The International Journal of Developmental Biology

Int. J. Dev. Biol. 48: 519 - 527 (2004)

Vol 48, Issue 5-6

Special Issue: Invasion in Cancer and Embryonic Development

The countercurrent principle in invasion and metastasis of cancer cells. Recent insights on the roles of chemokines

Published: 1 September 2004

Ghislain Opdenakker and Jo Van Damme

Rega Institute for Medical Research, University Leuven, Leuven, Belgium.


Chemokine production by cancer cells constitutes a duality. Leukocyte recruitment under the pressure of chemokines may be beneficial for the host or for the tumor. Here, the emphasis will be on the detrimental effects of chemokines in tumor biology. A decade ago, the countercurrent principle of tumor-derived chemokine and peritumoral protease production was formulated to explain chemokine expression as a selective advantage for specific tumors and as a phenotype of invasive and metastasizing cancer cells. Chemoattracted leukocytes may provide trophic factors and produce invasion and metastasis-promoting proteinases. On the basis of the consensus sequence glutamic acid-leucine-arginine (ELR) preceding the canonical cysteine-any amino acid-cysteine (CXC), ELR-positive CXC chemokines, such as interleukin-8 and granulocyte chemotactic protein-2, are angiogenic and thus instruct the host to feed the tumor and bring the vessels into closer contact with the tumor cells. These mechanisms may enhance lymphogenic and hematogenic metastasis. Recent research and proofs of this countercurrent concept are here reviewed and compared. In addition, we discuss how alterations in chemokine ligand and receptor expression profiles may contribute to tumor growth, invasion, metastasis and immune evasion. These comparisons imply practical consequences for future cancer diagnosis and therapy. The implications include methods to diminish metastasis by inhibiting angiogenic CXC chemokine ligands and receptors, therapeutic combinations of chemokine overexpression with antigenic stimuli and co-treatment with angiostatic chemokines and tumor antigens.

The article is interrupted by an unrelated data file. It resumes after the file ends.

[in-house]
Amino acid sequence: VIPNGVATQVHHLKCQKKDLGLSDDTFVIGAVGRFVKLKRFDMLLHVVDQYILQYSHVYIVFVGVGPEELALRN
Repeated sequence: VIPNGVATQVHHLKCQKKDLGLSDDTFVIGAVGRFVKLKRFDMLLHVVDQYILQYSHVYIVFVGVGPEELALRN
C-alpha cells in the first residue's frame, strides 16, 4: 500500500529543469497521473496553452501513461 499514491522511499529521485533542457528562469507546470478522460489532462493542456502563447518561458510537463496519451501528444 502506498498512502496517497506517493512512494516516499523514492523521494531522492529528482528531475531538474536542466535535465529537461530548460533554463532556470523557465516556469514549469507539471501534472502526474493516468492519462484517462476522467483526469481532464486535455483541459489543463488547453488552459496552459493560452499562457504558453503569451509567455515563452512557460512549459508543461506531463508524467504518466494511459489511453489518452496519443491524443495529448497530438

chemokine, gene transfer, chemokine receptor

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